- Tea: The Chinese used tea bricks as a form of currency in Ancient times.
- Tobacco: During colonial times in America, people used tobacco leaves as a form of currency.
- Peppercorns: Used as currency in the Middle Ages and were even considered as valuable as gold.
- Rai stones: Large circular stone disks were a form of currency in the Micronesian island of Yap.
As you can tell, some of these goods are more scarce than others. For example, when Europeans came to Africa and saw that the main currency were beads, they made more beads. They seemed rich, but all they did was inflate the money supply. In the short term, Europeans were able to trade more beads to get more resources. Over time, because of the sharp increase in bead supply, it first caused prices to increase, then it rendered the currency worthless. Thus we can tell that scarcity in money is critical. We can't trade sand in jars because everyone could go get more sand from the beach.
The divisibility of money is as important to ease trade over time and space. This was clear with Rai stones on the island of Yap. These were large rare stones that worked as a ledger of sorts to say what family had how much money. They were hard to replicate, but hard to transport. You couldn't buy a meal or an animal skin for a Rai stone. They tracked those smaller transactions and then roll them up to the larger ledger of the stone. At the end of the day, money is a ledger- it keeps track of who owes what, and what you owe or have.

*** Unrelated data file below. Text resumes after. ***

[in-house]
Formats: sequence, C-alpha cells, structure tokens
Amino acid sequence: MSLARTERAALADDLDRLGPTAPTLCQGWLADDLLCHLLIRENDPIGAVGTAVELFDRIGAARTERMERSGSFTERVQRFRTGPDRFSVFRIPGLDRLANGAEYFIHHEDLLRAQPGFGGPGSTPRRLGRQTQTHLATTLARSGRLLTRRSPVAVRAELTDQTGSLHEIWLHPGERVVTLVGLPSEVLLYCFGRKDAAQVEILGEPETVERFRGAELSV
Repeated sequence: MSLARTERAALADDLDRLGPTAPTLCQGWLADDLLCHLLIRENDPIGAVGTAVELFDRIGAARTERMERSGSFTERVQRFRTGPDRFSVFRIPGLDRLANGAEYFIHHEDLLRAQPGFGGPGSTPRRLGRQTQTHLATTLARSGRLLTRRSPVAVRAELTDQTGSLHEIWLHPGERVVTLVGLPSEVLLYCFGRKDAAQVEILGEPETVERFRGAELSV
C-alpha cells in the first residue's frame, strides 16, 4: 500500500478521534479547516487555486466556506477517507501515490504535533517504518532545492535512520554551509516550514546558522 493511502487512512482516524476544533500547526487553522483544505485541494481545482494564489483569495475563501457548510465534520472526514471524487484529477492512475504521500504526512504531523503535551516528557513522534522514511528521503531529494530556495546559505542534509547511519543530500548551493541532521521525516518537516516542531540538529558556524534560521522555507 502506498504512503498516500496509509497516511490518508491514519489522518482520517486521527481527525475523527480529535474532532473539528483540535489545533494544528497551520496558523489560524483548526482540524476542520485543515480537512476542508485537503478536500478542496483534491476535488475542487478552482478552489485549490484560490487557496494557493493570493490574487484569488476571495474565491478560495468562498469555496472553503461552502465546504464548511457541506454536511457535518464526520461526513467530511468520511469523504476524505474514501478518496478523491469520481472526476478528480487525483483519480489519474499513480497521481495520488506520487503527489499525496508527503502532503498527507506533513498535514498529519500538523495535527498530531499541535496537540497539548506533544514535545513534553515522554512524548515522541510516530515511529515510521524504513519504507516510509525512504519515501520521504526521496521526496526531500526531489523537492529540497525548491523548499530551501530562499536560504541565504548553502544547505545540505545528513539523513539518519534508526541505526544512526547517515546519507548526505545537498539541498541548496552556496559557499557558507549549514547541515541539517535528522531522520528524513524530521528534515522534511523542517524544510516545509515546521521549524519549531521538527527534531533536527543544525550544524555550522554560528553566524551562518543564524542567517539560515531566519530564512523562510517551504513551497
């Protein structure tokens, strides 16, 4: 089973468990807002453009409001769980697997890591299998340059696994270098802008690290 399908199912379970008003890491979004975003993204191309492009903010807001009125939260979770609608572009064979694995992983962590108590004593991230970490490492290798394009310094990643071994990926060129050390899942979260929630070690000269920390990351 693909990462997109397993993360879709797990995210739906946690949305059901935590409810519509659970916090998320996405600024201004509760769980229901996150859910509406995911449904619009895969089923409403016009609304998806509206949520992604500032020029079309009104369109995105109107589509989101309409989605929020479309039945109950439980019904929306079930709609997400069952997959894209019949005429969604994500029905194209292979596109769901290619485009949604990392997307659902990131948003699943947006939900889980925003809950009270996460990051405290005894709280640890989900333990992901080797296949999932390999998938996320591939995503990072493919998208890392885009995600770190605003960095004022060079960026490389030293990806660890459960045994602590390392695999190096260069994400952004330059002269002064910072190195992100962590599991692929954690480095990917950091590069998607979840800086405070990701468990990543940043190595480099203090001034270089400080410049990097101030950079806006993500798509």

Today, there are over 180 national fiat currencies that nations issue. Before, issuers based these currencies on a scarce commodity like gold. Lately, they have been releasing them without gold backing, only backing it with trust. This means that depending on market conditions, countries have the power to expand or contract the money supply leading to more dramatic credit and business cycles. Weimar Germany in 1923, Zimbabwe in 2008, and Venezuela in 2016, saw the sudden expansion of the money supply by centrals banks, rendering the currency worthless. These are a few of the countless examples of paper currency hyperinflation.